The Ironman Hawaii is the world's premier triathlon. Since 1978, the event has attracted thousands of competitors each year. The race begins with a 2.4-mile ocean swim in the choppy waters of Kailua Bay. Then, the challengers must endure a 112-mile bike ride through a sweltering lava desert. The final leg involves a full-length 26.2 mile marathon. It's a brutal gauntlet that most competitors hope to simply finish. Only a handful of elite athletes actually seek victory.
The most difficult part of triathlon preparation is deciding how to structure the training regimen. The athlete must decide how much time he or she focuses on swimming, running, and biking. As with any sport, there are dozens of books on triathlon training that give advice on the basics. However, just like coaches are tight-lipped about their game plans, many elite athletes are guarded about their carefully-developed training regimens.
Ironman Hawaii winner Pete Jacobs is somewhat unique because he's committed to sharing his knowledge of the sport with other aspiring triathletes. The Web contains dozens of interviews and free training videos in which the reigning world champion provides very specific advice about swimming, running, and cycling techniques.
Many of the videos have been produced as part of Jacobs' role as spokesman for Australia's SunSmart campaign. The program was created over three decades ago to prevent skin cancer. In addition to providing training tips, he also gives viewers tips for protecting themselves from the sun's dangerous UV rays. Australia has even created an app for people that tells them at which times the sun is most dangerous.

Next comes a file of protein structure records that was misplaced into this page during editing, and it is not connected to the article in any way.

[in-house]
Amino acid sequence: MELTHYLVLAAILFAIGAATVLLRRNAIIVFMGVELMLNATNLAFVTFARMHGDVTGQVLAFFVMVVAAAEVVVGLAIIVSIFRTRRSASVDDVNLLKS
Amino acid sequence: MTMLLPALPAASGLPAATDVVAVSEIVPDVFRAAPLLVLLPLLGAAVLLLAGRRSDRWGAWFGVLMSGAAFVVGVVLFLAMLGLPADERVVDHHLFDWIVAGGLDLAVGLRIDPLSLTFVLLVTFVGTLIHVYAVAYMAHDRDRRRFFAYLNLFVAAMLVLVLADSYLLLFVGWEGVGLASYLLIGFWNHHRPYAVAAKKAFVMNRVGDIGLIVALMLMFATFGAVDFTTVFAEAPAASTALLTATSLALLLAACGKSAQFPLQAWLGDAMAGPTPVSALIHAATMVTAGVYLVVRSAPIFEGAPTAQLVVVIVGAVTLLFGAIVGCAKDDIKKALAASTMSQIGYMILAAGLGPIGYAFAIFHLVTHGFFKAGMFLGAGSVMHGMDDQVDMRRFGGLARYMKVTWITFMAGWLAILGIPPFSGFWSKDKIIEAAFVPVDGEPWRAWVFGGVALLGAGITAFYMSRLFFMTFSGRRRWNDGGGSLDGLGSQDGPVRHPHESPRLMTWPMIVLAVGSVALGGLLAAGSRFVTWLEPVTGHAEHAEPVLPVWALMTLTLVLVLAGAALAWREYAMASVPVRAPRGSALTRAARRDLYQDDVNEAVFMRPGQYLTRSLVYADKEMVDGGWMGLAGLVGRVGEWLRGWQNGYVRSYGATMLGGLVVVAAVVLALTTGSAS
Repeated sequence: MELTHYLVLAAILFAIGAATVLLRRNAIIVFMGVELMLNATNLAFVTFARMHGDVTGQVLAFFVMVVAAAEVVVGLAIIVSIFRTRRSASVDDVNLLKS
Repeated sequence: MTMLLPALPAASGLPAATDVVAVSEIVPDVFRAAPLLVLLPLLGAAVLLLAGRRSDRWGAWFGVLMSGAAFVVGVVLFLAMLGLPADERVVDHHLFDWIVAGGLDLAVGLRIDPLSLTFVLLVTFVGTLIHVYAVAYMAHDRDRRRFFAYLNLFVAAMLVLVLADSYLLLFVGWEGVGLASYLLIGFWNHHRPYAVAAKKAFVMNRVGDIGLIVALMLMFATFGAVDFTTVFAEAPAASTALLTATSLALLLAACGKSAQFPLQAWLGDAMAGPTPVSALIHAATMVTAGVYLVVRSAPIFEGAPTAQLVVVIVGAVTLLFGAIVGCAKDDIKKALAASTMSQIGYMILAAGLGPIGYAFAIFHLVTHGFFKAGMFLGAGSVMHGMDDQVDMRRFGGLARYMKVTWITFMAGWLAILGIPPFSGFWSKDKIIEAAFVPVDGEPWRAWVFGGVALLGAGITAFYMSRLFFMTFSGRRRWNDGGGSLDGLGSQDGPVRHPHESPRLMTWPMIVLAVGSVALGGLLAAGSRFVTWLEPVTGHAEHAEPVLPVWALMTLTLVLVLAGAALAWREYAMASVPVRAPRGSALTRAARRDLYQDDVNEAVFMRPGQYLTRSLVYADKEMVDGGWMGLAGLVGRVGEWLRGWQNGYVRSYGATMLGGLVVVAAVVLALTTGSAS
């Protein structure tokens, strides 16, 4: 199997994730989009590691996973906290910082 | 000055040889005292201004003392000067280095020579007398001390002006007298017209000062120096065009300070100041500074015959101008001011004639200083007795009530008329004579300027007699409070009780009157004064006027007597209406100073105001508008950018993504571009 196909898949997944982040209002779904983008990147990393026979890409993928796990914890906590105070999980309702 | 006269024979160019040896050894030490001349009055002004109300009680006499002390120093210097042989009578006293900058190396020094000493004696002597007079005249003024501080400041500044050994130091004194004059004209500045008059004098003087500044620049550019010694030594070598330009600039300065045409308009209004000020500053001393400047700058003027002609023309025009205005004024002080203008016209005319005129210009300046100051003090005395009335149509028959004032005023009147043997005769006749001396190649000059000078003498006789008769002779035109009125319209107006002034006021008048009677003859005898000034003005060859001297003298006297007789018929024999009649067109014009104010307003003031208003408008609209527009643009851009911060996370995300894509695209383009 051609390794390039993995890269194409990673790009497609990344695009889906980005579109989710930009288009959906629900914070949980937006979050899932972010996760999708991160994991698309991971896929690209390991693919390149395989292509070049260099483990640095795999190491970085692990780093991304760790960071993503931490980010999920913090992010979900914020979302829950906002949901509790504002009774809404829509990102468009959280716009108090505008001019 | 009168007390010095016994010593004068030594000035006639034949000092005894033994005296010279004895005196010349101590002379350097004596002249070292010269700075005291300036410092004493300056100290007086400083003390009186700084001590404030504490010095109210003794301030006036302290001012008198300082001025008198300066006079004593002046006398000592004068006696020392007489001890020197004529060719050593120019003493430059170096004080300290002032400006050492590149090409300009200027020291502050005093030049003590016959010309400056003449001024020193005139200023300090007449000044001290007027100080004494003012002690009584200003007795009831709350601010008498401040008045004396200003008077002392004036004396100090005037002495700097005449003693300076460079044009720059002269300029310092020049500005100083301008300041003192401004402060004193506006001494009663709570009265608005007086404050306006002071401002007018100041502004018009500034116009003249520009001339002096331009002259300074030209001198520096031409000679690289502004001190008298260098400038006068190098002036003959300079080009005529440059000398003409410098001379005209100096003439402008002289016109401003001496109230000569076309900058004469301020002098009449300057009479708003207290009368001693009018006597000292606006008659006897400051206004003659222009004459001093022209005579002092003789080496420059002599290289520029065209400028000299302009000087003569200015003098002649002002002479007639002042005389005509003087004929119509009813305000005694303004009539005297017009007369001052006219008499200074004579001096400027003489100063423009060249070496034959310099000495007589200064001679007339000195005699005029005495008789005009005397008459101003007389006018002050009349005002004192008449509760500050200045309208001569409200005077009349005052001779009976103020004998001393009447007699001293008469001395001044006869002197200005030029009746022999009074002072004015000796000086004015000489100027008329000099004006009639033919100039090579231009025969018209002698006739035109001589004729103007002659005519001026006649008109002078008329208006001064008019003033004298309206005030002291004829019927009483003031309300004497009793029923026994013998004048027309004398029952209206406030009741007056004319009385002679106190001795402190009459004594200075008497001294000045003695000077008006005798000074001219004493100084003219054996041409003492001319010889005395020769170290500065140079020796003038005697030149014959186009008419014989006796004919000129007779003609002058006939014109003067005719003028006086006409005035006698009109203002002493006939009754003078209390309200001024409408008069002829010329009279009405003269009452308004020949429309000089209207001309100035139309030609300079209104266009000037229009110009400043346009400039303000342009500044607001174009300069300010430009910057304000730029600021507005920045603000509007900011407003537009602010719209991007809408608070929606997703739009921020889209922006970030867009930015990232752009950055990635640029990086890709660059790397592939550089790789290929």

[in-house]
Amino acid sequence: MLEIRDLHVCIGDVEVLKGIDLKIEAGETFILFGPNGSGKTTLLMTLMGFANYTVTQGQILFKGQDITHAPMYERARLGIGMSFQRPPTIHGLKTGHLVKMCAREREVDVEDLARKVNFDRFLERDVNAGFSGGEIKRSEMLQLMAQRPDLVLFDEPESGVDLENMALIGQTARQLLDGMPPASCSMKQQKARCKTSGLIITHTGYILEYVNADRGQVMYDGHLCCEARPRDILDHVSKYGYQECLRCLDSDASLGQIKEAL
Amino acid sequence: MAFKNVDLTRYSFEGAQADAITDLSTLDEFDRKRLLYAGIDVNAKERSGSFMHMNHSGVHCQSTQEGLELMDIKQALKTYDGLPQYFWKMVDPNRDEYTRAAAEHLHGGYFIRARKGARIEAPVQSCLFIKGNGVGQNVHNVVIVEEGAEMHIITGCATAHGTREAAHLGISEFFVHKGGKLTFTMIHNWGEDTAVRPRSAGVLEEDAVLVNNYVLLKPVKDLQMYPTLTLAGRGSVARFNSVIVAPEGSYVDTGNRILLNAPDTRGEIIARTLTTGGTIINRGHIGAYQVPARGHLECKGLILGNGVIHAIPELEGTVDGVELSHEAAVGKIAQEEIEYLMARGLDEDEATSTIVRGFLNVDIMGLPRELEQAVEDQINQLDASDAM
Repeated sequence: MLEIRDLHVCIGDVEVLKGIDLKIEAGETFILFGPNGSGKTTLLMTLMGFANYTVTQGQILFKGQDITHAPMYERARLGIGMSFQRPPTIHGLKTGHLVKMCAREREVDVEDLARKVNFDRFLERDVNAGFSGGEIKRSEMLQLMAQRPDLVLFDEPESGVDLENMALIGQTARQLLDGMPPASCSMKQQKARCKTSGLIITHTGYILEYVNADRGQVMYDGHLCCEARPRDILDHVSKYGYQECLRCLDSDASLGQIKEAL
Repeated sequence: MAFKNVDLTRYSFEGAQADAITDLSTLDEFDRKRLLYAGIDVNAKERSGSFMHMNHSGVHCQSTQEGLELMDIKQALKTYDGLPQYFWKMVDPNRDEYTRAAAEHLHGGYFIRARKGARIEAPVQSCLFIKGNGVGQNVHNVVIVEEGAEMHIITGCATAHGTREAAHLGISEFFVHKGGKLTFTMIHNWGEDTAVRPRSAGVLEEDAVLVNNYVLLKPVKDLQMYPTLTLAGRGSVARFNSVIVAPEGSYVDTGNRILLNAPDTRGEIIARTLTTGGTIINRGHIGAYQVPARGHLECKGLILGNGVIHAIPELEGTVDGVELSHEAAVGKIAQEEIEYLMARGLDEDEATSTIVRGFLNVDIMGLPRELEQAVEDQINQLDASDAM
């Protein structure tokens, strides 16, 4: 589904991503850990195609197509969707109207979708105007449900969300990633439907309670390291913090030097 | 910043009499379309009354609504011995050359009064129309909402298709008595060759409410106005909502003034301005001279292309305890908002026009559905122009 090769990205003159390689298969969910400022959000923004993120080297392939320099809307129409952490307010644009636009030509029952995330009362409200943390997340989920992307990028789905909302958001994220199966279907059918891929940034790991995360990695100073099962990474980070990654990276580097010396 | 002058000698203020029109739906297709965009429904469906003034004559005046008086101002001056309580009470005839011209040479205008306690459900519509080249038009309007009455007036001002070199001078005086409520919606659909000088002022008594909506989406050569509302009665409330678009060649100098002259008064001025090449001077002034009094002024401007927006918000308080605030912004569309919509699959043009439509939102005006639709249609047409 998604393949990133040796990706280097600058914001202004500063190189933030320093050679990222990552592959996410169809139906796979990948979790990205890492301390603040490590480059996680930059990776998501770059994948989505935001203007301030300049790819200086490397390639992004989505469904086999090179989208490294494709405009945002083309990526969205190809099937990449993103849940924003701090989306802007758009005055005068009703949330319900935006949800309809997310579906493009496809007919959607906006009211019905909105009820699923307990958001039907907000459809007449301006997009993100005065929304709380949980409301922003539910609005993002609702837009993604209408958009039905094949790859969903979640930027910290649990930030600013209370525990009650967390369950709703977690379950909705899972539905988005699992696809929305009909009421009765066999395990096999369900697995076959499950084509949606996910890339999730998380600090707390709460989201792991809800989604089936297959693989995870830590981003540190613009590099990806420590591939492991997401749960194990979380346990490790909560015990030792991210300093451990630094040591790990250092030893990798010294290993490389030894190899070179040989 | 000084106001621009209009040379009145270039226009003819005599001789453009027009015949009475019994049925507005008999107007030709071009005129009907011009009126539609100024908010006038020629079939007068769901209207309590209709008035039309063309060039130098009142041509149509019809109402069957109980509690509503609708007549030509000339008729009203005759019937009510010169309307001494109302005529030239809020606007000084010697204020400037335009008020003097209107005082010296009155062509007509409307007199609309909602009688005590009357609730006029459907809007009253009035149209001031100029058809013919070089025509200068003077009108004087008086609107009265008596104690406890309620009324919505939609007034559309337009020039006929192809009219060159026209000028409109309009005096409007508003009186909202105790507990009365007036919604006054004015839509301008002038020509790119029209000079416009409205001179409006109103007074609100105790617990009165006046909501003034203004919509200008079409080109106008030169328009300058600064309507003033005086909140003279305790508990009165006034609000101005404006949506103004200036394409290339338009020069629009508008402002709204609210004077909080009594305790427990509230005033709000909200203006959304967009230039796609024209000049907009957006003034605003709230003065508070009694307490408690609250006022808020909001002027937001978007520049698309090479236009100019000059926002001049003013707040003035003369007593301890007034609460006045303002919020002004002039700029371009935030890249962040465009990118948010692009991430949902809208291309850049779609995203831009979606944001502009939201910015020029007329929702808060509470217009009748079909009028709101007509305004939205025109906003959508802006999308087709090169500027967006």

Earlier this year, Jacobs and his coaching team at BPM-Sport.com decided to offer personalized training to triathletes. It's an incredible opportunity for individuals to be trained by an elite athlete. Jacobs and his team create a tailor-made training plan for each athlete, in addition to private online interactions that include tips and advice. They even get to meet with Jacobs in person for instruction before and after the race. The entire experience costs less than $3 a day.
For Jacobs, successful triathlon training is more about technique than specific exercises. “It doesn’t matter how many kilometers in the pool you do, you’re still not going to swim quicker than someone who has a better technique," he said. "They have done thirty, forty, fifty kilometers in the pool in a week and I jump in the pool and I can still swim beside them and they hate me! I say to them ‘aren’t you thinking about every single stroke?’ and they say ‘well, not really, no.’ But I am, and that’s the difference.” Jacobs applies the same analysis to his running and cycling.
This Aussie believes that proper technique borders on the extreme. While many marathoners, triathletes, and other endurance athletes engage in long, hard workouts and rack up big mileage, Jacobs believes that he doesn't need to train as much as everyone else. "[M]y thoughts are now that if I train as little as I can I will be the best in the world." He believes in the importance of proper rest and recovery. The week before a race, Jacobs will only run twice, and relatively short distances. "If you need to rest, don’t be scared to take a day or two off."
Pete Jacobs has proven that an athlete can perform at an elite level without emulating the training routines of their competitors. It's important that every athlete embraces a regimen that works best for their own body. He's also shown that world class athletes shouldn't be afraid to share their knowledge with others.